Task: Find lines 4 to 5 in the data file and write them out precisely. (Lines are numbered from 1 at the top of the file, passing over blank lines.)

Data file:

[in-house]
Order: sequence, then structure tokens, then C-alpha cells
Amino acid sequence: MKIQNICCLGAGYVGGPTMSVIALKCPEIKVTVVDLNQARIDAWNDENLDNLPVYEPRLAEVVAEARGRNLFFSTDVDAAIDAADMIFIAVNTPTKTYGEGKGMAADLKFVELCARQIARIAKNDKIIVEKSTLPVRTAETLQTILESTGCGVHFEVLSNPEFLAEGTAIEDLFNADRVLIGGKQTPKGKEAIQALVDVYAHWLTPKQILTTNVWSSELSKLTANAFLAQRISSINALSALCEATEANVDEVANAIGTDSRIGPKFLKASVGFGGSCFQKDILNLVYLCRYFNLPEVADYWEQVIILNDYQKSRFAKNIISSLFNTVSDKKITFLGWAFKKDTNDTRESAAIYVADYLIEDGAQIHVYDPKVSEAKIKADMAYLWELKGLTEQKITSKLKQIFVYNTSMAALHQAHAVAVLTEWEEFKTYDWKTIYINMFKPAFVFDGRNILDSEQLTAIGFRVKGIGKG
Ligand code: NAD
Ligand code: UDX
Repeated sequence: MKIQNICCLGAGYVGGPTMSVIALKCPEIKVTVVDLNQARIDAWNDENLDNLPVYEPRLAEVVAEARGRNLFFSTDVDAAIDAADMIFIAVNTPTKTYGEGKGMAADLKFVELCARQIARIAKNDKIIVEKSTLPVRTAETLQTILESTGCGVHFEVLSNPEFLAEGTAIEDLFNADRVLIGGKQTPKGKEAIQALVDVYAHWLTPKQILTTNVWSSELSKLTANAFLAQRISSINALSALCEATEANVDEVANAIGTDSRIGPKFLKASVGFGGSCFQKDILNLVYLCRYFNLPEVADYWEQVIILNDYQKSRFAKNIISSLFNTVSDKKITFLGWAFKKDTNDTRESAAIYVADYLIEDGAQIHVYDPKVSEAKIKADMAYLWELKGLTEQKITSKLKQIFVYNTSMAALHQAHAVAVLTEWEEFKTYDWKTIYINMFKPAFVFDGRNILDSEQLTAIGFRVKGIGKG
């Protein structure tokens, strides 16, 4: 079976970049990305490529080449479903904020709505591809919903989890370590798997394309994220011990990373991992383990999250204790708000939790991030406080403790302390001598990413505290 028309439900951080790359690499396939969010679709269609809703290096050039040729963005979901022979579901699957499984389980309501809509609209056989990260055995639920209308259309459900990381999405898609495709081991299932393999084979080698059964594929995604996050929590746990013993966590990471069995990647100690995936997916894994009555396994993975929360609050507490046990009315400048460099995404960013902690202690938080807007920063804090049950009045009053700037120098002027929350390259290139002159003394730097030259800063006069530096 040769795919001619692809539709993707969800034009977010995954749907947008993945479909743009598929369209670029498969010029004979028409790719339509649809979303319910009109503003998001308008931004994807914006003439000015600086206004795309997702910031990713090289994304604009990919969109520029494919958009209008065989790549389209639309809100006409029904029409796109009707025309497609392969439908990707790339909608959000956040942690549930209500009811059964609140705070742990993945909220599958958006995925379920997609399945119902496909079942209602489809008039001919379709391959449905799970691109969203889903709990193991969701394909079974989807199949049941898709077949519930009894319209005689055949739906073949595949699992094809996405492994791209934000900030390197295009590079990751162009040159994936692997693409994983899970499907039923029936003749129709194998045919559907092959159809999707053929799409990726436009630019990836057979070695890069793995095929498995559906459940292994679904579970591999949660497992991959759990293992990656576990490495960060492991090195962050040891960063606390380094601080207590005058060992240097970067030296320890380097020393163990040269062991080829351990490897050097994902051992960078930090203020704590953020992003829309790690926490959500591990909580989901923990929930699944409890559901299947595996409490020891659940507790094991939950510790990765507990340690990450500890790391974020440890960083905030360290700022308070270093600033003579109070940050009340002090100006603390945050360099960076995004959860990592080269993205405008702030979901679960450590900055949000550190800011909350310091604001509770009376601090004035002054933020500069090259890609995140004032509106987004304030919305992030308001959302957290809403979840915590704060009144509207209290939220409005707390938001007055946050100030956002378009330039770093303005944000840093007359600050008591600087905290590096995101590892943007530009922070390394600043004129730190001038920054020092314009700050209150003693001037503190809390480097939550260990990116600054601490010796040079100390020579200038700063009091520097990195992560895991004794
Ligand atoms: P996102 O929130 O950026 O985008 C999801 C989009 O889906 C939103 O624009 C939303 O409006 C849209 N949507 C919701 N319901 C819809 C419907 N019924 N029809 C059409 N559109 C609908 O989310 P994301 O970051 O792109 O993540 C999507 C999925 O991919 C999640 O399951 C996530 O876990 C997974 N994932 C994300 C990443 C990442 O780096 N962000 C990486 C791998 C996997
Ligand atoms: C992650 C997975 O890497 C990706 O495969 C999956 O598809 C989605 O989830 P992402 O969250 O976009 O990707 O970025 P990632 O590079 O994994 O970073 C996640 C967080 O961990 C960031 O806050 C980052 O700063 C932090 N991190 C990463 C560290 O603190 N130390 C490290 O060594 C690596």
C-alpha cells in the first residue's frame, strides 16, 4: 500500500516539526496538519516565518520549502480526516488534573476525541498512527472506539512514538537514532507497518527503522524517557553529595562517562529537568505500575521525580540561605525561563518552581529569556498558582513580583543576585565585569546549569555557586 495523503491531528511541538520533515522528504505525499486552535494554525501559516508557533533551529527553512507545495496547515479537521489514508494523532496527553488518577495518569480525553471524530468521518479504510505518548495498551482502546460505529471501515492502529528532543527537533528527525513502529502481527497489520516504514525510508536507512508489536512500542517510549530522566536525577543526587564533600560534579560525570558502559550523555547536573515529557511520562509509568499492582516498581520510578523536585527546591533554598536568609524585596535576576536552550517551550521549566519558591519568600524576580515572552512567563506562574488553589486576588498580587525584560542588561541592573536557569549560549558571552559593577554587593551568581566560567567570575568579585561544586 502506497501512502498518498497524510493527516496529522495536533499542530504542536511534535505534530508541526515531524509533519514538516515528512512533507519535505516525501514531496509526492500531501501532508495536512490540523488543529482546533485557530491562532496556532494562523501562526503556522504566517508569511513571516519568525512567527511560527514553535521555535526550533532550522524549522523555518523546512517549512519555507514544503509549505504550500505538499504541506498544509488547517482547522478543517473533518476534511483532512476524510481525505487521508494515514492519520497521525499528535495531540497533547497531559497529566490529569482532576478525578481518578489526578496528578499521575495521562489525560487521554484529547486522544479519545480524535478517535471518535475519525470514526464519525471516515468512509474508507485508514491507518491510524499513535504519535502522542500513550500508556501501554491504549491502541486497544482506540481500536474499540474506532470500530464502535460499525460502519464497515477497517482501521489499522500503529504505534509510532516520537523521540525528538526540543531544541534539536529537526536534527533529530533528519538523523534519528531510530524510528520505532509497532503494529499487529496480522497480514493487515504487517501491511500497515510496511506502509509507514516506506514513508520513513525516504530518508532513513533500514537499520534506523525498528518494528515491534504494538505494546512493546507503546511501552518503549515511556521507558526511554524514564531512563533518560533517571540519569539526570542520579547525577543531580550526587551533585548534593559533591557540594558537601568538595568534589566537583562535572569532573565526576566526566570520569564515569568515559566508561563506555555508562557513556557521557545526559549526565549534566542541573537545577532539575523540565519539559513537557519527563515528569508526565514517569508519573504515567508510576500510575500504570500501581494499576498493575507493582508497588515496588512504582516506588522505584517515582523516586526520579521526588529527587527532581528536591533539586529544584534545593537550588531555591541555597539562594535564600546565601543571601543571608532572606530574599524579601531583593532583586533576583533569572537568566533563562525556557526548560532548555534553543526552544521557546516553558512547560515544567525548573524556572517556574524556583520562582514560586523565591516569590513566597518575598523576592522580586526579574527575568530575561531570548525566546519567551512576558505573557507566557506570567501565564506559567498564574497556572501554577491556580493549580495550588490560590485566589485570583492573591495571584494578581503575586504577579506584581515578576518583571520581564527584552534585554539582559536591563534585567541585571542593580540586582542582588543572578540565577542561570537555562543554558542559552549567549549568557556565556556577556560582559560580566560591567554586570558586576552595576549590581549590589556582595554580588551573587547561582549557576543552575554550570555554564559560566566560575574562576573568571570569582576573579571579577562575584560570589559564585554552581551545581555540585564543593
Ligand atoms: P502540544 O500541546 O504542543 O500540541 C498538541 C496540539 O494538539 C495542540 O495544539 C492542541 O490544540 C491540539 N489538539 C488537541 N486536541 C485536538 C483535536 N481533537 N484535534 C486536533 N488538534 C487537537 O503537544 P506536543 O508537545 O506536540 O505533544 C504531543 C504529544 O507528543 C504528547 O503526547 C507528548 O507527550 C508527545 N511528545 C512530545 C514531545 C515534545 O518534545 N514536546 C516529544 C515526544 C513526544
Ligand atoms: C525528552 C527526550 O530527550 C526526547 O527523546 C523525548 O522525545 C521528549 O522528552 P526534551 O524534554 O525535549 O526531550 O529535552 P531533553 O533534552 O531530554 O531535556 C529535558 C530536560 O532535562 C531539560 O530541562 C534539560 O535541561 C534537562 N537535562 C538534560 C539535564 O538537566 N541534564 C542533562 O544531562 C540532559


Ligand code: NAD
Ligand code: UDX